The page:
There is a great variety of medical spheres where a 3d printing is used. For instance, already mentioned prostheses and bioprinting, dentistry, implants, special tools for surgery, models in traumatology, pharmacology etc. In dentistry, by using 3D printing one can create dentures and crowns, and it takes less time than using already familiar to us manufacturing technologies (2.). 3D printers are capable of recreating the exact copies of any part of the human body and skeleton. For example, the American company Oxford Performance Materials has successfully conducted an operation of replacing the part of the human skull with the implant created by using the 3D printer (2.). This implant is not just a piece of plastic as it consists of 23 bones and is exactly the same as the real part of the skull. Such technology takes into account the disease of the patient and his anatomical features. Another type of usage of a 3D-printing in medicine is the manufacture of tablets and pharmacology. Scientists believe that most of the new technology will benefit for the children: a three-dimensional printing allows to create pills by following the required dosage (7.). This technology can be also very helpful in pediatrics. Indeed, a pediatrician in addition to personal dosage for a patient may also implement any children's design (7.).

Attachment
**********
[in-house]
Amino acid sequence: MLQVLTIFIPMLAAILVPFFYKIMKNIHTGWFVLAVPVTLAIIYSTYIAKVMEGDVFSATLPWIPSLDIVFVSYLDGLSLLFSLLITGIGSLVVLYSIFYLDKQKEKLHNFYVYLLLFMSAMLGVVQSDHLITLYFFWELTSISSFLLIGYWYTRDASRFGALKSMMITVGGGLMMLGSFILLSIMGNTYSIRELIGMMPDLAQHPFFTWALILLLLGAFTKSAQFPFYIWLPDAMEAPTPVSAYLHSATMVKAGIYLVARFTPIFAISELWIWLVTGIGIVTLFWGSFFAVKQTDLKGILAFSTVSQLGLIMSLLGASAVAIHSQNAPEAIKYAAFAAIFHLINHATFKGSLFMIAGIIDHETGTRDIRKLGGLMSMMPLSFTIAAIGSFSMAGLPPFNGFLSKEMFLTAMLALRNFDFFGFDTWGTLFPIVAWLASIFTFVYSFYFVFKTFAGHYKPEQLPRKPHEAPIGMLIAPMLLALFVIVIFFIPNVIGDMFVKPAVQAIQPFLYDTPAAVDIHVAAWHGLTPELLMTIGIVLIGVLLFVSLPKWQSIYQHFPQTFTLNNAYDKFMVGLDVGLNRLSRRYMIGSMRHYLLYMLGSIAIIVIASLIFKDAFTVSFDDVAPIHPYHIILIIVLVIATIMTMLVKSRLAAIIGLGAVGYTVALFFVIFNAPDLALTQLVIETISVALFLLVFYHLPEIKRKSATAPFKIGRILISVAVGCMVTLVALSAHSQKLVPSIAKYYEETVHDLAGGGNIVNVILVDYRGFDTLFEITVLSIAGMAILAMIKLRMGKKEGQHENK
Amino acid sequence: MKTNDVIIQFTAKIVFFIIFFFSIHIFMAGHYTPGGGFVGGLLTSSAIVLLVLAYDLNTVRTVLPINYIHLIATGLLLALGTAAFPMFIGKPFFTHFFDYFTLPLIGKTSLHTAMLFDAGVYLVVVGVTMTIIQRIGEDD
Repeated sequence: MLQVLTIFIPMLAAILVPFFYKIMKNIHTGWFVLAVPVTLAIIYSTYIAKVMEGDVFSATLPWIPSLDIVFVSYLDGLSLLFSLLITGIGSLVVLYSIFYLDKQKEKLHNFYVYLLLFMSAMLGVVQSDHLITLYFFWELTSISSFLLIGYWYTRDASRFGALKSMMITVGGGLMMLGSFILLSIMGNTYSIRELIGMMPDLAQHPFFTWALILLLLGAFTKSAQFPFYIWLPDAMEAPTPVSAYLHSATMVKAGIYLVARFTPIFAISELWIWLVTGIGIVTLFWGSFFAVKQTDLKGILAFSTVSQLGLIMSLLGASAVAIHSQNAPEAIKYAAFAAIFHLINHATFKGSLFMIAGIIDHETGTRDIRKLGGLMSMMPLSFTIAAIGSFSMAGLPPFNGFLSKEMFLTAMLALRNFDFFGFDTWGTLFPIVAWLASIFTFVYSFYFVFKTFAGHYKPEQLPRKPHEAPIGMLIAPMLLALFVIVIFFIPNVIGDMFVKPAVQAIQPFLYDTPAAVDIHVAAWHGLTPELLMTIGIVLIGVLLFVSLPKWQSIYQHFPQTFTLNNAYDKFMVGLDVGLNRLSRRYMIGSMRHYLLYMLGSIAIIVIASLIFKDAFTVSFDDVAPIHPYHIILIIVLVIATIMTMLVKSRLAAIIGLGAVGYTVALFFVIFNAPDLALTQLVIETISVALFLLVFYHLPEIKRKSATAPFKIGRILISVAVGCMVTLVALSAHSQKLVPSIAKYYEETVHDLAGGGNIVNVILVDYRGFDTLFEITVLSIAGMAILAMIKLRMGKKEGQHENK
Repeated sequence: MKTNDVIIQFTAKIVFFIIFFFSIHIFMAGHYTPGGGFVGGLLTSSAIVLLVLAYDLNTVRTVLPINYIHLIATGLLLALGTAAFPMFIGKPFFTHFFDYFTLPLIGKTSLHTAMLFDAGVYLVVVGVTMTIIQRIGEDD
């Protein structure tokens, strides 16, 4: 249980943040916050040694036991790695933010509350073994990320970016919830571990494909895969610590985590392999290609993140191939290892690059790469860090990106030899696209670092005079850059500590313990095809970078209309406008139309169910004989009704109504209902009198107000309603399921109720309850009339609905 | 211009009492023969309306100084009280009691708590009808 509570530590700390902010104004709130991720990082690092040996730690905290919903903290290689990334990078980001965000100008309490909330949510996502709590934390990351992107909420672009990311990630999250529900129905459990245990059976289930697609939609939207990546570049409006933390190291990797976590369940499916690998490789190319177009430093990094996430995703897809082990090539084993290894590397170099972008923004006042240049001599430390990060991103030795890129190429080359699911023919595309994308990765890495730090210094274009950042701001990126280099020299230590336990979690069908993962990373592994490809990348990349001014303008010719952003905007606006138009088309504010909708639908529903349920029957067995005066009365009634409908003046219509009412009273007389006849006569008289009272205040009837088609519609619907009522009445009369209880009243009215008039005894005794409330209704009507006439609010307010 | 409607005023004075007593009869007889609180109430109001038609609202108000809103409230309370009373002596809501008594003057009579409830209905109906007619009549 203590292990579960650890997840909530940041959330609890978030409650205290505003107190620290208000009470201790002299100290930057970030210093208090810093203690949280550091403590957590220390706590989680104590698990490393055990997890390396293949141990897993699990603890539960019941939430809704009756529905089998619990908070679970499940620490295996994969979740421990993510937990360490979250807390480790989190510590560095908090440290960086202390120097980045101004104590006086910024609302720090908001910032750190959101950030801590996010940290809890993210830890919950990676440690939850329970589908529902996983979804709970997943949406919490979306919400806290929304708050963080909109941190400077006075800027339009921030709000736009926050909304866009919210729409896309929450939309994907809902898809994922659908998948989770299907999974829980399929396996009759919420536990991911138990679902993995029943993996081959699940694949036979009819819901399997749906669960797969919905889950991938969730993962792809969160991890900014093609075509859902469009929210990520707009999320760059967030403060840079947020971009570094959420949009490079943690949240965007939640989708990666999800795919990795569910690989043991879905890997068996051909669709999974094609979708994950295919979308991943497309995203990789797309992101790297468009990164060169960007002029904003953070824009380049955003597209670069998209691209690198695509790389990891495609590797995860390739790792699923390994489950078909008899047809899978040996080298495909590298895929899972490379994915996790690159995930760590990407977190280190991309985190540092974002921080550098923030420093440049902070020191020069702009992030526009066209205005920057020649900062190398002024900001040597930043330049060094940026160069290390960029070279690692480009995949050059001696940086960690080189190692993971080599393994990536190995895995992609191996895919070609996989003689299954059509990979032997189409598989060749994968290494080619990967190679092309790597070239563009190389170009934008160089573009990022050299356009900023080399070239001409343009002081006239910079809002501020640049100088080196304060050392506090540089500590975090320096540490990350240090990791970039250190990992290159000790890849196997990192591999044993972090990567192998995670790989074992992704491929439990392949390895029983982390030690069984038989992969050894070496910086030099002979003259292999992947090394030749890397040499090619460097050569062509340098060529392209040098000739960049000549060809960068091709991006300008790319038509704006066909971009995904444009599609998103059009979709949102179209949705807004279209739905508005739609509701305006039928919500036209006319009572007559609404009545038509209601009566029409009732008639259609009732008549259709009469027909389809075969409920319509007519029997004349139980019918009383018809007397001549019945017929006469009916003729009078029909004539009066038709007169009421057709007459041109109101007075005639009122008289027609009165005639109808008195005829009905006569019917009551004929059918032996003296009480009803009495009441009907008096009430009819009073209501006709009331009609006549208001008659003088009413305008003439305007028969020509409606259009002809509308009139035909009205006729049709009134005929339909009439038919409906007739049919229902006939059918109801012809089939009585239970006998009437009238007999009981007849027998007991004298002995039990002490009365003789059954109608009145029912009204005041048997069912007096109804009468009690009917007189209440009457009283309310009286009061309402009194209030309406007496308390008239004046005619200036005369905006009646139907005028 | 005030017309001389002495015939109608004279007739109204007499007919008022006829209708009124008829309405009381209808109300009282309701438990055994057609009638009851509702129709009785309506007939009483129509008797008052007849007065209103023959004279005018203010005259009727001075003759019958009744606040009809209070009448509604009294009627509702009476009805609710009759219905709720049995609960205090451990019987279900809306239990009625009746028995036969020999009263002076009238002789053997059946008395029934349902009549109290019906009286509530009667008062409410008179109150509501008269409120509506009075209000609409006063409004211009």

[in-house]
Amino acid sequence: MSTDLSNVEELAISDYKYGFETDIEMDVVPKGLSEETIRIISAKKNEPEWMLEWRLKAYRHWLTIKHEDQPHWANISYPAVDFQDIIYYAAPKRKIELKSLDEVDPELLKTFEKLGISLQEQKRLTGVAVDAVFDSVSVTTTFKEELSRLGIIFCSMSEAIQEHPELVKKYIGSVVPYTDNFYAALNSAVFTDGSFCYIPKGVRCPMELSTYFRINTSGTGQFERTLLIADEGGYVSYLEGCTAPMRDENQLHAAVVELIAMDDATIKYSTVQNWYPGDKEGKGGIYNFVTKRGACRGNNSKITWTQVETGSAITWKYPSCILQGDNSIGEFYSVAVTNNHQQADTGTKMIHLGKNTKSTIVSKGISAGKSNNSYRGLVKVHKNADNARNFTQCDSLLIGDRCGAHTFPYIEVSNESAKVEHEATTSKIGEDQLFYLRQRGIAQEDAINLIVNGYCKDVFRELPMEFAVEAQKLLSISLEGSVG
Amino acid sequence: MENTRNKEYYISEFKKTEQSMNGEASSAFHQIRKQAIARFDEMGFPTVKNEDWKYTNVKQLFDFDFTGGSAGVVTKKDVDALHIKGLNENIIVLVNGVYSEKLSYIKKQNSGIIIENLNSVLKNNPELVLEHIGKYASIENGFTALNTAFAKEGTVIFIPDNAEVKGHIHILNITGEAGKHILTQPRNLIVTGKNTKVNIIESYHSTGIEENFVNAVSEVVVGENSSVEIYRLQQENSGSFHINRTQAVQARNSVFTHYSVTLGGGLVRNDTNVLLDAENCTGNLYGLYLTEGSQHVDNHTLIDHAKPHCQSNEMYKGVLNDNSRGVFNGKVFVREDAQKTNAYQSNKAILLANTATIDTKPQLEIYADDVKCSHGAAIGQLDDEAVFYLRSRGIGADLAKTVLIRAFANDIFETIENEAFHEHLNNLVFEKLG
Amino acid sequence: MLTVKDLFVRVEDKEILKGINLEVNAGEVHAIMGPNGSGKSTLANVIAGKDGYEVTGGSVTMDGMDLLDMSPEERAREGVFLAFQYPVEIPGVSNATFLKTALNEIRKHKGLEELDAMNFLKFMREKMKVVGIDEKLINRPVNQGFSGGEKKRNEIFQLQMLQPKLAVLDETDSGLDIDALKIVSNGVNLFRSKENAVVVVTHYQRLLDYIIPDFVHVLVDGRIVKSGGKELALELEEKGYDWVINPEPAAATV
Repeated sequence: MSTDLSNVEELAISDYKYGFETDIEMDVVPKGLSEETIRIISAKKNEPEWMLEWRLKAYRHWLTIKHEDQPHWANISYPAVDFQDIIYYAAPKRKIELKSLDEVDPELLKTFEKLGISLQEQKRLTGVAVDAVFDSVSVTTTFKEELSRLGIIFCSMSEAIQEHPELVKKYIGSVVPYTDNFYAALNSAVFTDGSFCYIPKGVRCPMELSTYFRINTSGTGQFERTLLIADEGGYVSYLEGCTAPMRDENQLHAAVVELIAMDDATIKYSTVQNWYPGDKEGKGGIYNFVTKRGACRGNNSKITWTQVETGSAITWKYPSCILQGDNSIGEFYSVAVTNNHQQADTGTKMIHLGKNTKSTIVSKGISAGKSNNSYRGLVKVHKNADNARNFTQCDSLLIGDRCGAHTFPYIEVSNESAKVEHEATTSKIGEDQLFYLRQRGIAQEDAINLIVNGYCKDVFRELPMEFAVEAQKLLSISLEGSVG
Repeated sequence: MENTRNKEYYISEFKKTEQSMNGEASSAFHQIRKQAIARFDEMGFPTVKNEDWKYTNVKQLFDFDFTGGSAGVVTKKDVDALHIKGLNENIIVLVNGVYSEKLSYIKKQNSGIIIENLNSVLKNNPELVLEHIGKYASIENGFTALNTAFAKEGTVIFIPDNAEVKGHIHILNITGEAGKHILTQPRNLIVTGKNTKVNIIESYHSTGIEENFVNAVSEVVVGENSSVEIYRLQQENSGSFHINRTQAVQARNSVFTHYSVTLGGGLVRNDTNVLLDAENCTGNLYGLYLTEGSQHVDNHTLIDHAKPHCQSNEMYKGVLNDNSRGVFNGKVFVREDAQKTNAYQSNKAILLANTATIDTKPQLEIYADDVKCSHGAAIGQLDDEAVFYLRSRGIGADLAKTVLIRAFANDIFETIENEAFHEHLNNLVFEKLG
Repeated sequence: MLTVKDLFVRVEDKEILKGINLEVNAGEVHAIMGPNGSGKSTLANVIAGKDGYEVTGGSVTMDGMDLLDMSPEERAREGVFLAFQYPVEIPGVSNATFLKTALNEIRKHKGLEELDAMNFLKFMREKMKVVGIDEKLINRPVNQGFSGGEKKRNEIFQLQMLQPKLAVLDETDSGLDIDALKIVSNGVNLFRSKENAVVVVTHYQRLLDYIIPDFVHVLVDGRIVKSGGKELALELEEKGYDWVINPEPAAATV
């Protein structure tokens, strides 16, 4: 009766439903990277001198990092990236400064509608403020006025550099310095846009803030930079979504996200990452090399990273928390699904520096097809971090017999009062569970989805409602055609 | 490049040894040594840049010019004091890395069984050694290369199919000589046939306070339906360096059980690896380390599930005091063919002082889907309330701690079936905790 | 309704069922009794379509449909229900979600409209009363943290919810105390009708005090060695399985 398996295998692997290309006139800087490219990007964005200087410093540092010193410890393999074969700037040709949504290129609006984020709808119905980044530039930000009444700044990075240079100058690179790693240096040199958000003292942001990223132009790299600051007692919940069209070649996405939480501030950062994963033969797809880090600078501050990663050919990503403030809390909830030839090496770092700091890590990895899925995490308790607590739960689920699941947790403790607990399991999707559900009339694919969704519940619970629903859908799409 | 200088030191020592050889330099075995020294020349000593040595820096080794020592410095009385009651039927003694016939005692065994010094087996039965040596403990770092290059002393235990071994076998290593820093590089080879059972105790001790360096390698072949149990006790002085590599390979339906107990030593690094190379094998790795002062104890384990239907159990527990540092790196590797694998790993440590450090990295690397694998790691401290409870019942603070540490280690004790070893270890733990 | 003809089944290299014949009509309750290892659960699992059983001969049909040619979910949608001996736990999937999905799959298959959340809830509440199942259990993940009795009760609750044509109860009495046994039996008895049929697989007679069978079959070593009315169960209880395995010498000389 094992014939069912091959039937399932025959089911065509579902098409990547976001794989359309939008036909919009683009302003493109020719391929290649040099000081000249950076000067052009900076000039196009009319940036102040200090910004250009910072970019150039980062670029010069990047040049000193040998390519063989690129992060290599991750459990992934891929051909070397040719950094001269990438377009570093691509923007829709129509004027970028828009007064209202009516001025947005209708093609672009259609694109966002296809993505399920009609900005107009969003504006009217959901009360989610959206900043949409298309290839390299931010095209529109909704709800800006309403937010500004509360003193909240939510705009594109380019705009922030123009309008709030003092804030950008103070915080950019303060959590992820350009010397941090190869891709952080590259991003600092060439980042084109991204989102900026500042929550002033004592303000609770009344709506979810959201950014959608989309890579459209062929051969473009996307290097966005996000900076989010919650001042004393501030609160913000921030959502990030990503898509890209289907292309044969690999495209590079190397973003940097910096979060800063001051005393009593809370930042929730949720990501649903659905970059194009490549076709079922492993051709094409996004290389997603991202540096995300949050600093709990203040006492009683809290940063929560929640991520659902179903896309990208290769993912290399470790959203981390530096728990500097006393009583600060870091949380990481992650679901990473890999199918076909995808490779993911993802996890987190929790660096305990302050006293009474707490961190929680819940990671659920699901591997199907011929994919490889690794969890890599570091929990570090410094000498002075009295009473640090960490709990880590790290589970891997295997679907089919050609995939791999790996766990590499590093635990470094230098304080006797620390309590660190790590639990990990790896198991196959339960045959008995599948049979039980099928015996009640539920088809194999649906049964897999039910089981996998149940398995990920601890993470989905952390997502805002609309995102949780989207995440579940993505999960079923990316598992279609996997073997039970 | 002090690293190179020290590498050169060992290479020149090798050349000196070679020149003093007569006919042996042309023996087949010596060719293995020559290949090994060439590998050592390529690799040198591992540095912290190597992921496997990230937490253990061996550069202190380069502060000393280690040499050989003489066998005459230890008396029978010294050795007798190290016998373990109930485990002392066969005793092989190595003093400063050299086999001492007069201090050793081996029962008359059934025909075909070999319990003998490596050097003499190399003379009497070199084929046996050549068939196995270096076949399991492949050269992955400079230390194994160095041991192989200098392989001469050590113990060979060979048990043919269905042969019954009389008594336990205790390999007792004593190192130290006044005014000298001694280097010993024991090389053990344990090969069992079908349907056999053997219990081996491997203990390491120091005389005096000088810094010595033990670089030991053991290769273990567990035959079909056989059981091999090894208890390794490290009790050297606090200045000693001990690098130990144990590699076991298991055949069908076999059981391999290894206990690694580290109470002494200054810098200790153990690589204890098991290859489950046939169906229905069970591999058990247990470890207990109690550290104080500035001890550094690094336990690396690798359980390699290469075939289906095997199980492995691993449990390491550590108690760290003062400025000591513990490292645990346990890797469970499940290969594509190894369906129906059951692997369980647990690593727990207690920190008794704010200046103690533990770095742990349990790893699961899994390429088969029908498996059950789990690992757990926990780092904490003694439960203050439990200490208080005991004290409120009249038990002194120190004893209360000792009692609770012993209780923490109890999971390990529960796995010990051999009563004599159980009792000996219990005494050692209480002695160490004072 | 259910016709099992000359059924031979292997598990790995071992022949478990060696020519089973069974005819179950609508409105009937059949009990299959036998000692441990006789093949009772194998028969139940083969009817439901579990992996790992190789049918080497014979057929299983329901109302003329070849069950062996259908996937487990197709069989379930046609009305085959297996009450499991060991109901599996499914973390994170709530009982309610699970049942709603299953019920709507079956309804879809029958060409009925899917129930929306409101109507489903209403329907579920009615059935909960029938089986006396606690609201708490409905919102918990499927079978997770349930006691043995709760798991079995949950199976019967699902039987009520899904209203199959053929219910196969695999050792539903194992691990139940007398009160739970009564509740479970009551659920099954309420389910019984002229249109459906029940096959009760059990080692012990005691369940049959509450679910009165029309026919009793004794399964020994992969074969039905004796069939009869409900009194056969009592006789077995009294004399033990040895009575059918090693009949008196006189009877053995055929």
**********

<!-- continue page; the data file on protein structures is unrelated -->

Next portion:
It is worth noting that the list of the most developed companies in this sphere already exists. Such companies as Organovo, Cyfuse Biomedical, BioBots, Aspect Biosystems and others are proficient in the field of bioprinting (1). For example, at New York TechCrunch Disrupt conference BioBots company introduced 3D-printer that prints organs of the human body, using as a living cell material (6.). While, such companies and charity projects like Naked Prosthetics and e-NABLE, etc. manufacture prosthetic hands on 3D-printer (3). Currently, the number of companies in this field will surely increase, because of the overall importance of the 3d printing technology in medicine.
Krassenstein Brian “11 Companies leading the 3d bioprinting space” 3dprint.com, 13.08.2015. Web. 01.05.2016. Retrieved from: <https://3dprint.com/88792/3d-bioprinting-companies/>
Ventola C. Lee “Medical Applications for 3D Printing: Current and Projected Uses” US National Library of Medicine, 2014 Oct. Web. 01.05.2016. Retrieved from: <http://www.ncbi.nlm.nih.gov/pmc/articles/PMC4189697/>
“e-NABLE” Charity Project, 01.05.2016. Retrieved from: < http://enablingthefuture.org/>
Whitaker Matthew “The history of 3D printing in healthcare”, The Bulletin. 7, July 2014. Web. 01.05.2016. Retrieved from: <http://publishing.rcseng.ac.uk/doi/full/10.1308/147363514X13990346756481>
Zetter Kim “TED 2011: Print-on-Demand Organs the Future of Medicine”. Wired. 03.07.11. Web. 01.05.2016. Retrieved from: <http://www.wired.com/2011/03/anthony-atala-at-ted/>
Lomas Natasha “BioBots Is A 3D Printer For Living Cells”. TechCrunch. May 4, 2015. Web. 01.05.2016. Retrieved from: <http://techcrunch.com/2015/05/04/biobots-is-a-3d-printer-for-living-cells/>
“3D printing: the future of manufacturing medicine?” The Pharmaceutical Journal. 2 JUN 2015. Web. 01.05.2016. Retrieved from: <http://www.pharmaceutical-journal.com/news-and-analysis/features/3d-printing-the-future-of-manufacturing-medicine/20068625.article>